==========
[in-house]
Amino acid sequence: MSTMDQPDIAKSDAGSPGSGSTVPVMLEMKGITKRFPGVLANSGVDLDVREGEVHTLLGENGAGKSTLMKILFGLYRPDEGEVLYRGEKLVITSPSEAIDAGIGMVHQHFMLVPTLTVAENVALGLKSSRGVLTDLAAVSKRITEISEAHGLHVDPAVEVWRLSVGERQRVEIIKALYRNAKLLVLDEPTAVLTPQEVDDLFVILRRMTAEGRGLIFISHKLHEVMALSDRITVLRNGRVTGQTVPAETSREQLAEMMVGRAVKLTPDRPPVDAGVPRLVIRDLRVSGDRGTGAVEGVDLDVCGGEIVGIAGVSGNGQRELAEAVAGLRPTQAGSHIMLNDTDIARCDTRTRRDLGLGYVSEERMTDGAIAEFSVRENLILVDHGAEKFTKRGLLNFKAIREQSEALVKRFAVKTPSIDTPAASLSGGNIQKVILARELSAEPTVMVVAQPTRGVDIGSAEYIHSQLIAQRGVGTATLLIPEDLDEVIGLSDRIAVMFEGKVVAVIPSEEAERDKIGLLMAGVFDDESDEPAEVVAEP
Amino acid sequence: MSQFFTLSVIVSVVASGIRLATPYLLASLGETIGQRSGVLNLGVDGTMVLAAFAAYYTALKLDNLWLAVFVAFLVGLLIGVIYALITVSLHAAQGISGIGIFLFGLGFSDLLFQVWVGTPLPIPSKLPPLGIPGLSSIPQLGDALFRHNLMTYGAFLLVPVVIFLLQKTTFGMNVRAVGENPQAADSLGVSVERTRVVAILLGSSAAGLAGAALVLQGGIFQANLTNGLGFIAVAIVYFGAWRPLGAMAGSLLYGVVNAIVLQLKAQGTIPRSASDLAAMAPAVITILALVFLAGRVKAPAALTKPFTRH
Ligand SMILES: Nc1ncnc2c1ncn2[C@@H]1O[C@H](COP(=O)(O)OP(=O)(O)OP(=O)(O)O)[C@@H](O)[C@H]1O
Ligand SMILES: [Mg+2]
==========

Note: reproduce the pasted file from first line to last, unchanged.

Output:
[in-house]
Amino acid sequence: MSTMDQPDIAKSDAGSPGSGSTVPVMLEMKGITKRFPGVLANSGVDLDVREGEVHTLLGENGAGKSTLMKILFGLYRPDEGEVLYRGEKLVITSPSEAIDAGIGMVHQHFMLVPTLTVAENVALGLKSSRGVLTDLAAVSKRITEISEAHGLHVDPAVEVWRLSVGERQRVEIIKALYRNAKLLVLDEPTAVLTPQEVDDLFVILRRMTAEGRGLIFISHKLHEVMALSDRITVLRNGRVTGQTVPAETSREQLAEMMVGRAVKLTPDRPPVDAGVPRLVIRDLRVSGDRGTGAVEGVDLDVCGGEIVGIAGVSGNGQRELAEAVAGLRPTQAGSHIMLNDTDIARCDTRTRRDLGLGYVSEERMTDGAIAEFSVRENLILVDHGAEKFTKRGLLNFKAIREQSEALVKRFAVKTPSIDTPAASLSGGNIQKVILARELSAEPTVMVVAQPTRGVDIGSAEYIHSQLIAQRGVGTATLLIPEDLDEVIGLSDRIAVMFEGKVVAVIPSEEAERDKIGLLMAGVFDDESDEPAEVVAEP
Amino acid sequence: MSQFFTLSVIVSVVASGIRLATPYLLASLGETIGQRSGVLNLGVDGTMVLAAFAAYYTALKLDNLWLAVFVAFLVGLLIGVIYALITVSLHAAQGISGIGIFLFGLGFSDLLFQVWVGTPLPIPSKLPPLGIPGLSSIPQLGDALFRHNLMTYGAFLLVPVVIFLLQKTTFGMNVRAVGENPQAADSLGVSVERTRVVAILLGSSAAGLAGAALVLQGGIFQANLTNGLGFIAVAIVYFGAWRPLGAMAGSLLYGVVNAIVLQLKAQGTIPRSASDLAAMAPAVITILALVFLAGRVKAPAALTKPFTRH
Ligand SMILES: Nc1ncnc2c1ncn2[C@@H]1O[C@H](COP(=O)(O)OP(=O)(O)OP(=O)(O)O)[C@@H](O)[C@H]1O
Ligand SMILES: [Mg+2]